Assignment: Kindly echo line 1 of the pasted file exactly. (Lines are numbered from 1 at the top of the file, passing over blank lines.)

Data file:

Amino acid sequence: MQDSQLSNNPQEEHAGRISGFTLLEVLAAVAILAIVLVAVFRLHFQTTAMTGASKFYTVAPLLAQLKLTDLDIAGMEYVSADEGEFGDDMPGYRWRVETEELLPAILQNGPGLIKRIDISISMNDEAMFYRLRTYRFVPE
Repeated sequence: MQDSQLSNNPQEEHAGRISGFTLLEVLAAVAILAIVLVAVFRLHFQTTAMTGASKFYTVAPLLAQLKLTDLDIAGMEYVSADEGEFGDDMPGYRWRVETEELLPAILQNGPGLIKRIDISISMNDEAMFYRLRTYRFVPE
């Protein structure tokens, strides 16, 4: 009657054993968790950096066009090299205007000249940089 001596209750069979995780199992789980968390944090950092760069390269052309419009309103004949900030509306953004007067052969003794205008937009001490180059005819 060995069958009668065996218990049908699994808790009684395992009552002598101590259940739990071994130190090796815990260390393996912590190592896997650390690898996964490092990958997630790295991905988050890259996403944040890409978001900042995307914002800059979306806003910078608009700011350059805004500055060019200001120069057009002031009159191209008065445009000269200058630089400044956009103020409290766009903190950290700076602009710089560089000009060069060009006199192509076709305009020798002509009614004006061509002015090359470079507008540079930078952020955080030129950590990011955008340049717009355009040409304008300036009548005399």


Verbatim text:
Amino acid sequence: MQDSQLSNNPQEEHAGRISGFTLLEVLAAVAILAIVLVAVFRLHFQTTAMTGASKFYTVAPLLAQLKLTDLDIAGMEYVSADEGEFGDDMPGYRWRVETEELLPAILQNGPGLIKRIDISISMNDEAMFYRLRTYRFVPE